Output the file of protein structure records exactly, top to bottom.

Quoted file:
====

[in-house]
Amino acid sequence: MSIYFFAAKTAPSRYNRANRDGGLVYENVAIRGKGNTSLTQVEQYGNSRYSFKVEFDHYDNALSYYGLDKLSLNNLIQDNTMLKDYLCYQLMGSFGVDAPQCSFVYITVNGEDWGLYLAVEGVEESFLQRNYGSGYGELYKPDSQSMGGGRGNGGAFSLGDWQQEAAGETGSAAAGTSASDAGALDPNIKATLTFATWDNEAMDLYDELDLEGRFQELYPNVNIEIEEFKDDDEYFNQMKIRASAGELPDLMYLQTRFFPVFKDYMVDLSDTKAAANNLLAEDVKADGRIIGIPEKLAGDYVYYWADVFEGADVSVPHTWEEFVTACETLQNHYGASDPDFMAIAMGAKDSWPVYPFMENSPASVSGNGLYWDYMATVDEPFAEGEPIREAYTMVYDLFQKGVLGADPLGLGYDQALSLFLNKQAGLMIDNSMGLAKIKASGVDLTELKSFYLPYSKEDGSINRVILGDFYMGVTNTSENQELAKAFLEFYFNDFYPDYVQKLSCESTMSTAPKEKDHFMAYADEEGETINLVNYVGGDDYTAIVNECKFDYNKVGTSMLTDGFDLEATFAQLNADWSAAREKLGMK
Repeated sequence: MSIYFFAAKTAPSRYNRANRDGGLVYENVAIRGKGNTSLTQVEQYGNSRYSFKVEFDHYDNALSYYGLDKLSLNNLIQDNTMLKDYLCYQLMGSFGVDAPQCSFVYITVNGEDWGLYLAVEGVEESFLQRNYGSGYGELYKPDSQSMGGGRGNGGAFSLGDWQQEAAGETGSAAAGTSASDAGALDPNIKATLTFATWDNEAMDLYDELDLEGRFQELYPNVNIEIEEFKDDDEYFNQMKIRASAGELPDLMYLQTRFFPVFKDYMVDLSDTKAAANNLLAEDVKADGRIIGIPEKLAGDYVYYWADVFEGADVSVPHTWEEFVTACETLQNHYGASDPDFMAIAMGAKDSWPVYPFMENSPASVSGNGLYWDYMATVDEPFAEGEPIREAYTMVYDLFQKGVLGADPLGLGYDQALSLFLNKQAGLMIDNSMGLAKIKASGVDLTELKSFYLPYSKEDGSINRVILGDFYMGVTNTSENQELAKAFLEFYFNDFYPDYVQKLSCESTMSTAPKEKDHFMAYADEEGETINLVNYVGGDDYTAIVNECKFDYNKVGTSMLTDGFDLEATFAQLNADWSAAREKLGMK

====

[in-house]
Amino acid sequence: MSIYFFAAKTAPSRYNRANRDGGLVYENVAIRGKGNTSLTQVEQYGNSRYSFKVEFDHYDNALSYYGLDKLSLNNLIQDNTMLKDYLCYQLMGSFGVDAPQCSFVYITVNGEDWGLYLAVEGVEESFLQRNYGSGYGELYKPDSQSMGGGRGNGGAFSLGDWQQEAAGETGSAAAGTSASDAGALDPNIKATLTFATWDNEAMDLYDELDLEGRFQELYPNVNIEIEEFKDDDEYFNQMKIRASAGELPDLMYLQTRFFPVFKDYMVDLSDTKAAANNLLAEDVKADGRIIGIPEKLAGDYVYYWADVFEGADVSVPHTWEEFVTACETLQNHYGASDPDFMAIAMGAKDSWPVYPFMENSPASVSGNGLYWDYMATVDEPFAEGEPIREAYTMVYDLFQKGVLGADPLGLGYDQALSLFLNKQAGLMIDNSMGLAKIKASGVDLTELKSFYLPYSKEDGSINRVILGDFYMGVTNTSENQELAKAFLEFYFNDFYPDYVQKLSCESTMSTAPKEKDHFMAYADEEGETINLVNYVGGDDYTAIVNECKFDYNKVGTSMLTDGFDLEATFAQLNADWSAAREKLGMK
Repeated sequence: MSIYFFAAKTAPSRYNRANRDGGLVYENVAIRGKGNTSLTQVEQYGNSRYSFKVEFDHYDNALSYYGLDKLSLNNLIQDNTMLKDYLCYQLMGSFGVDAPQCSFVYITVNGEDWGLYLAVEGVEESFLQRNYGSGYGELYKPDSQSMGGGRGNGGAFSLGDWQQEAAGETGSAAAGTSASDAGALDPNIKATLTFATWDNEAMDLYDELDLEGRFQELYPNVNIEIEEFKDDDEYFNQMKIRASAGELPDLMYLQTRFFPVFKDYMVDLSDTKAAANNLLAEDVKADGRIIGIPEKLAGDYVYYWADVFEGADVSVPHTWEEFVTACETLQNHYGASDPDFMAIAMGAKDSWPVYPFMENSPASVSGNGLYWDYMATVDEPFAEGEPIREAYTMVYDLFQKGVLGADPLGLGYDQALSLFLNKQAGLMIDNSMGLAKIKASGVDLTELKSFYLPYSKEDGSINRVILGDFYMGVTNTSENQELAKAFLEFYFNDFYPDYVQKLSCESTMSTAPKEKDHFMAYADEEGETINLVNYVGGDDYTAIVNECKFDYNKVGTSMLTDGFDLEATFAQLNADWSAAREKLGMK